Your calf muscles get a daily workout -- they can become tight from exercise, walking or even excessive sitting. Stretching the gastrocnemius and the soleus muscles before exercise helps with flexibility but sometimes even stretching causes pain along the back of your lower legs. When this happens, you've probably strained the calf muscles -- overstretched a cold or stiff muscle, resulting in a partial or complete tear between the muscle and the Achilles tendon. First, treat the injury, and then work on prevention.
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When stretching causes soreness or pain in a calf muscle, treat it with RICE: rest, ice, compression and elevation. If it's a serious, acutely painful injury, see a doctor. If it's mild discomfort and the RICE treatment helps, try some very easy stretching to loosen any tightness as the injury begins to heal. You may find that elevated heels or stairs aggravate the injury, so avoid those until normal, pain-free flexibility is restored, usually within a few days. If the soreness becomes a cramp, an involuntary muscle spasm that feels like a knot in your muscle and really hurts, a heating pad may help to relieve the spasm. Cramps may also result from dehydration or a potassium deficiency -- water, electrolyte fluid and bananas are your remedies once the cramp releases.
Good Calf Stretches
Dynamic stretching is the smart way to begin an exercise session with muscles properly warmed up and ready for contraction and stretching. Walk briskly for a few minutes and then do 10 to 15 reps of the following stretch on each leg. Begin on all fours, raise your hips until your knees and elbows are straight and you are balanced on your palms and the balls of your feet. Lift one foot and rest it lightly on the opposite ankle, then lower the heel of the supporting foot as close to the ground as it is comfortable to go -- don't force it. Lift the lowered heel and repeat. Do all reps on one side and then switch sides.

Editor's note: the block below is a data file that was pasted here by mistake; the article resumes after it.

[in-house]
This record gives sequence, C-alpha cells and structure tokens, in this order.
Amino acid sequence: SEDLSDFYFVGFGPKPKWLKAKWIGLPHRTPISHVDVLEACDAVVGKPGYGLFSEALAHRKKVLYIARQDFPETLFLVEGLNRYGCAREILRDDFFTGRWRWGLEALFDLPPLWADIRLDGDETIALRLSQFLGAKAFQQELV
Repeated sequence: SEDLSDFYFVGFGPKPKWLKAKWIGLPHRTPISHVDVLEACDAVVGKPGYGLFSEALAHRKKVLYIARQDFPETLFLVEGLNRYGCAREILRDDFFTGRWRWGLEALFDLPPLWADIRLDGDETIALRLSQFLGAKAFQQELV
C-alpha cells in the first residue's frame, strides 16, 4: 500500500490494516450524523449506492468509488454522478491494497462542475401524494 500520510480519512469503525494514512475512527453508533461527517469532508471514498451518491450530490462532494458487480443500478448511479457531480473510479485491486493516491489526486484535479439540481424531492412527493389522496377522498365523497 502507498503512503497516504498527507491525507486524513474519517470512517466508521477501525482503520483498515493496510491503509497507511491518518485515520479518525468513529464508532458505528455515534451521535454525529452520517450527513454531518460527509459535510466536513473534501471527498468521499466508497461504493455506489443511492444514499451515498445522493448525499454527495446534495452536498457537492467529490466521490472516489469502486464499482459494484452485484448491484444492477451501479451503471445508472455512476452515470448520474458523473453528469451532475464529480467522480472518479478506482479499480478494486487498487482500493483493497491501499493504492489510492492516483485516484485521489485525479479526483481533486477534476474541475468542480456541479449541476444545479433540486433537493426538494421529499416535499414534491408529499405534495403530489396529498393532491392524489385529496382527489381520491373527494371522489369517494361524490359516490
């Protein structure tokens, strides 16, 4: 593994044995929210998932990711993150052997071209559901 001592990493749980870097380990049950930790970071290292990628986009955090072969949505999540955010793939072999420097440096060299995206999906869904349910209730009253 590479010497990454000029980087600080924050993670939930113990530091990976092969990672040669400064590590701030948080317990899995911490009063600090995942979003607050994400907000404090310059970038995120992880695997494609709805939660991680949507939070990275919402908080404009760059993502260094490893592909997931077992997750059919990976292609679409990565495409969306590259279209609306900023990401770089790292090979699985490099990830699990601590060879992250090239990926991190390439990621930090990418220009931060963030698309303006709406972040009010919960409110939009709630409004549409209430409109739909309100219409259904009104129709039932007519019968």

Seniors and sprinters get maximum gastrocnemius benefits from a wall stretch -- it works for tight muscles and underused ones. Position yourself at arms' length from the wall, with your palms on the wall at shoulder height. Lean into the wall as you step one leg forward, with bent knee. Keep the straight back leg flat on the floor, or lower the heel as far as you can to the floor -- be gentle but don't slack. Hold the position while you take three deep breaths. Switch legs. Keep your hip bones and shoulders square to the wall throughout. For stair dips, stand on a low step -- hold the rail -- balanced on the ball of your foot with your heels hanging over the edge. Lower and raise your heels slowly.
If pain is localized at the bottom of your calf, work the soleus -- your lower calf muscle -- once you've recovered from a strain. Target this muscle by doing wall stretches with both knees bent. With your palms against the wall, deepen the stretch in the bent back leg until you can feel it. Or place the front of your foot against the wall with your heel on the floor and push your knee slowly toward the wall until you feel the stretch low on your calf. Lie on your back on a mat, bend your knees and bring them to your chest, grab your toes and pull them toward you for an easy, assisted flex.
Seated Calf Stretch
Sit on a mat, with your back straight and your legs extended, and place a resistance band on the sole of one foot. Keeping your posture upright, tighten your abs and pull both of your arms back, pulling your toes toward you with the band. Hold the pose for about 20 seconds, release and repeat two to four times. Switch sides. This version targets mainly the gastrocnemius. Work the soleus by performing another set of reps with a bent knee on the working leg.